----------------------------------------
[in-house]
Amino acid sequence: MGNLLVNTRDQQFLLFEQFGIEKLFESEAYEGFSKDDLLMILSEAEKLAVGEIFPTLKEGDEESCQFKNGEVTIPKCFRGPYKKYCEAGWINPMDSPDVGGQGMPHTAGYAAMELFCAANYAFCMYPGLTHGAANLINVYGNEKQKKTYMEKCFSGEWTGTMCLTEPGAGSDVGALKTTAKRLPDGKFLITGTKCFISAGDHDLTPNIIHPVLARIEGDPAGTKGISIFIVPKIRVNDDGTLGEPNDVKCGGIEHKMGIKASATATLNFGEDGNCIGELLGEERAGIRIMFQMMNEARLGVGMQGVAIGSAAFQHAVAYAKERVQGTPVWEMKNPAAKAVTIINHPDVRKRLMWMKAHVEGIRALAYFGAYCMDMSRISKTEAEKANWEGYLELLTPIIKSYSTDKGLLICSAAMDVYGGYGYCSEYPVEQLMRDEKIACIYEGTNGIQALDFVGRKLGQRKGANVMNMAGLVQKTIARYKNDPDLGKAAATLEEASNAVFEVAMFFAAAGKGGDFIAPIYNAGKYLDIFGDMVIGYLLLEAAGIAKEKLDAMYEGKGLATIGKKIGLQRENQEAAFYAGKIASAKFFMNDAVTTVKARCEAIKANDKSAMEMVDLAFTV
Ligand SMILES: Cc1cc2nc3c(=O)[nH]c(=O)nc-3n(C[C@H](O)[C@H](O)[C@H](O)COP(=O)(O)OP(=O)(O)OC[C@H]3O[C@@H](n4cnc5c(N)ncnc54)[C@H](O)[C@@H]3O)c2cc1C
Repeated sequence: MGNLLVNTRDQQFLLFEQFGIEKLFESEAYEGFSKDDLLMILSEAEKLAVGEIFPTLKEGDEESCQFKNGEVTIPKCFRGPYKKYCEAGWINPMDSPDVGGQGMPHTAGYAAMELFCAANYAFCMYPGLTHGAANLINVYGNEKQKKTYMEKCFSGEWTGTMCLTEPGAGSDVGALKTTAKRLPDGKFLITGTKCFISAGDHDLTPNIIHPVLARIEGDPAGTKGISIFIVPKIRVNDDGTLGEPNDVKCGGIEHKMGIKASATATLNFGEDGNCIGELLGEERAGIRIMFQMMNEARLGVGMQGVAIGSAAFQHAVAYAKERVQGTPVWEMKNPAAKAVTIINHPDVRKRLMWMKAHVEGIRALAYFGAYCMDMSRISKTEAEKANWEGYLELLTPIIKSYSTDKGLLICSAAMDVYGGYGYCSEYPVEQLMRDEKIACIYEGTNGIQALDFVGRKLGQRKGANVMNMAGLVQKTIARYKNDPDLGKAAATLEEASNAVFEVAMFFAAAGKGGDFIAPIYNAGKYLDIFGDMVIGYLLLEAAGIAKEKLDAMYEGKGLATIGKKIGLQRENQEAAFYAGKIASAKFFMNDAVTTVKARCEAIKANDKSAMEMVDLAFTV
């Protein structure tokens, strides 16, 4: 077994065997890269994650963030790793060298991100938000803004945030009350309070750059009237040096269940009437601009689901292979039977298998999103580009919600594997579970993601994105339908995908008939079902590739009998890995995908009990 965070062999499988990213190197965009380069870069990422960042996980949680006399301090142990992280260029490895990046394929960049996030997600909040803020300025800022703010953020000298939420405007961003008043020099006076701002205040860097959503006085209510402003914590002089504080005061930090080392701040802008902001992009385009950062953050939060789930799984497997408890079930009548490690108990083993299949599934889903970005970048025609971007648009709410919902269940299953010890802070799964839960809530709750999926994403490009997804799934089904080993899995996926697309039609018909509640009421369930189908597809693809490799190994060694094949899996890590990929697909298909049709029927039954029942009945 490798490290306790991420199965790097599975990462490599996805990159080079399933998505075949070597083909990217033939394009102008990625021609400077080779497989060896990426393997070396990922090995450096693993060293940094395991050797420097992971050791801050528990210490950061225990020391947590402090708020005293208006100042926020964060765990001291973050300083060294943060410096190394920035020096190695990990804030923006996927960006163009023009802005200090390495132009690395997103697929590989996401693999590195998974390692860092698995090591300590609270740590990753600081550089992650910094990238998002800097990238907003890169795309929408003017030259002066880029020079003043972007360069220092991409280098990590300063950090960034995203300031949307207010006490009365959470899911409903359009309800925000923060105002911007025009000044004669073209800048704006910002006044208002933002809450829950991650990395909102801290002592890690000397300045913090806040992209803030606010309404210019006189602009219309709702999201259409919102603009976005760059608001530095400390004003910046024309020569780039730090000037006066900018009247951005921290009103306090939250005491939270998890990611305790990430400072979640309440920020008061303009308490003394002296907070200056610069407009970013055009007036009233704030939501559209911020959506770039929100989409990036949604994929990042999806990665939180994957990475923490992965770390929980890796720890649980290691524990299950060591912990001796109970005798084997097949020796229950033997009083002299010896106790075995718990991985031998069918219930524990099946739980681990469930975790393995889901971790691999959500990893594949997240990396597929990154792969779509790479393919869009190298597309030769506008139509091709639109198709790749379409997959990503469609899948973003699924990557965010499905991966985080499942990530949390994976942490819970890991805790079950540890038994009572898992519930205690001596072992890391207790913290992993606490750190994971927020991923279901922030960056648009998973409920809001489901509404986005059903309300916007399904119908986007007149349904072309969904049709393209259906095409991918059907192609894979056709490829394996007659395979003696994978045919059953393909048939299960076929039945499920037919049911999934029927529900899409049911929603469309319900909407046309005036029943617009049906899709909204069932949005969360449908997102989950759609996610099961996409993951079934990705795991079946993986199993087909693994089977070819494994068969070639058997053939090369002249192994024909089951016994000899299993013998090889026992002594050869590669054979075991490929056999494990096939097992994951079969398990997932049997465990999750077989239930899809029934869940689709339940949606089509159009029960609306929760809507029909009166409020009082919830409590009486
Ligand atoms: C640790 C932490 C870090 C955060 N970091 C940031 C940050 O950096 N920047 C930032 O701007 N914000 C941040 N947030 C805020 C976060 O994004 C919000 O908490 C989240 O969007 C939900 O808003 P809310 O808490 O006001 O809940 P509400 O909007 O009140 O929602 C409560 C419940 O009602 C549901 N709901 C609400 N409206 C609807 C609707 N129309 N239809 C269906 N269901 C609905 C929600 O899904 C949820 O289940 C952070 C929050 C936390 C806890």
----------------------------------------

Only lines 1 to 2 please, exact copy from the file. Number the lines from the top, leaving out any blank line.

[in-house]
Amino acid sequence: MGNLLVNTRDQQFLLFEQFGIEKLFESEAYEGFSKDDLLMILSEAEKLAVGEIFPTLKEGDEESCQFKNGEVTIPKCFRGPYKKYCEAGWINPMDSPDVGGQGMPHTAGYAAMELFCAANYAFCMYPGLTHGAANLINVYGNEKQKKTYMEKCFSGEWTGTMCLTEPGAGSDVGALKTTAKRLPDGKFLITGTKCFISAGDHDLTPNIIHPVLARIEGDPAGTKGISIFIVPKIRVNDDGTLGEPNDVKCGGIEHKMGIKASATATLNFGEDGNCIGELLGEERAGIRIMFQMMNEARLGVGMQGVAIGSAAFQHAVAYAKERVQGTPVWEMKNPAAKAVTIINHPDVRKRLMWMKAHVEGIRALAYFGAYCMDMSRISKTEAEKANWEGYLELLTPIIKSYSTDKGLLICSAAMDVYGGYGYCSEYPVEQLMRDEKIACIYEGTNGIQALDFVGRKLGQRKGANVMNMAGLVQKTIARYKNDPDLGKAAATLEEASNAVFEVAMFFAAAGKGGDFIAPIYNAGKYLDIFGDMVIGYLLLEAAGIAKEKLDAMYEGKGLATIGKKIGLQRENQEAAFYAGKIASAKFFMNDAVTTVKARCEAIKANDKSAMEMVDLAFTV